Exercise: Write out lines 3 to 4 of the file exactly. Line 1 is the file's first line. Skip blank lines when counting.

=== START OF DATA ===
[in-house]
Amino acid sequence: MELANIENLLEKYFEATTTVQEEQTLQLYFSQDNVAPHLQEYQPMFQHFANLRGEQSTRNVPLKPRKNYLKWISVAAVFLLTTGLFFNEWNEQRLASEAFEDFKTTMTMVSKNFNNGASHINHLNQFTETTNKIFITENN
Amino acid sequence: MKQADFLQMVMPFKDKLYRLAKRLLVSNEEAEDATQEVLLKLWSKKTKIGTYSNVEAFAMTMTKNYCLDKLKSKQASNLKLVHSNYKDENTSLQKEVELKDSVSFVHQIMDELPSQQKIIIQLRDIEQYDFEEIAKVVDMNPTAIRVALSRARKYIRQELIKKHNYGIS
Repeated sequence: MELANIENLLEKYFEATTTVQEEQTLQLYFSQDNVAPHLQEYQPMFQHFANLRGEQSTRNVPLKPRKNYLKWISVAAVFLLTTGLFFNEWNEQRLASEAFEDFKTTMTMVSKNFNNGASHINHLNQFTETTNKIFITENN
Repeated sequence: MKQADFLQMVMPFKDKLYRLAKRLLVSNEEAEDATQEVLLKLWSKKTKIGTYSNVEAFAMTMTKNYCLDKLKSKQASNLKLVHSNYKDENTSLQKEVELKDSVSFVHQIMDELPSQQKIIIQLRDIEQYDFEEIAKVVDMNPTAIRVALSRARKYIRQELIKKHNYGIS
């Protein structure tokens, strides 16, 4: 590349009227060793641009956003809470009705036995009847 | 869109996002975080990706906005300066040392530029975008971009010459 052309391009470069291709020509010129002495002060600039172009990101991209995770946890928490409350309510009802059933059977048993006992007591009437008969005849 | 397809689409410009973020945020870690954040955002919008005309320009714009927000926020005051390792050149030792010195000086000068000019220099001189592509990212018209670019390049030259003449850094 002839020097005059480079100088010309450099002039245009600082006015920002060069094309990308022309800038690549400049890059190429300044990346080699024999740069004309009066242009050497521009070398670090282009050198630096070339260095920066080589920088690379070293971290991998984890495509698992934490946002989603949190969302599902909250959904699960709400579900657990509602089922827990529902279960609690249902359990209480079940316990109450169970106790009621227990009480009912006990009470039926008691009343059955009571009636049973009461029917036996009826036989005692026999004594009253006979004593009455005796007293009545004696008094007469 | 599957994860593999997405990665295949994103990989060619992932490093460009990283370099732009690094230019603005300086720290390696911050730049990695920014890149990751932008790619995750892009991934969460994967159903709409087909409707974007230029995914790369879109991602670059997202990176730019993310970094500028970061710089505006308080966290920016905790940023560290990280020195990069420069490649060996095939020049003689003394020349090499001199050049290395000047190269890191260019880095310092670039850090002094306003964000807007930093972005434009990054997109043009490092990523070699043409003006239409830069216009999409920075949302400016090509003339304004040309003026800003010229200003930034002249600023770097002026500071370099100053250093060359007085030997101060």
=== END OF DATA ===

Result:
Amino acid sequence: MKQADFLQMVMPFKDKLYRLAKRLLVSNEEAEDATQEVLLKLWSKKTKIGTYSNVEAFAMTMTKNYCLDKLKSKQASNLKLVHSNYKDENTSLQKEVELKDSVSFVHQIMDELPSQQKIIIQLRDIEQYDFEEIAKVVDMNPTAIRVALSRARKYIRQELIKKHNYGIS
Repeated sequence: MELANIENLLEKYFEATTTVQEEQTLQLYFSQDNVAPHLQEYQPMFQHFANLRGEQSTRNVPLKPRKNYLKWISVAAVFLLTTGLFFNEWNEQRLASEAFEDFKTTMTMVSKNFNNGASHINHLNQFTETTNKIFITENN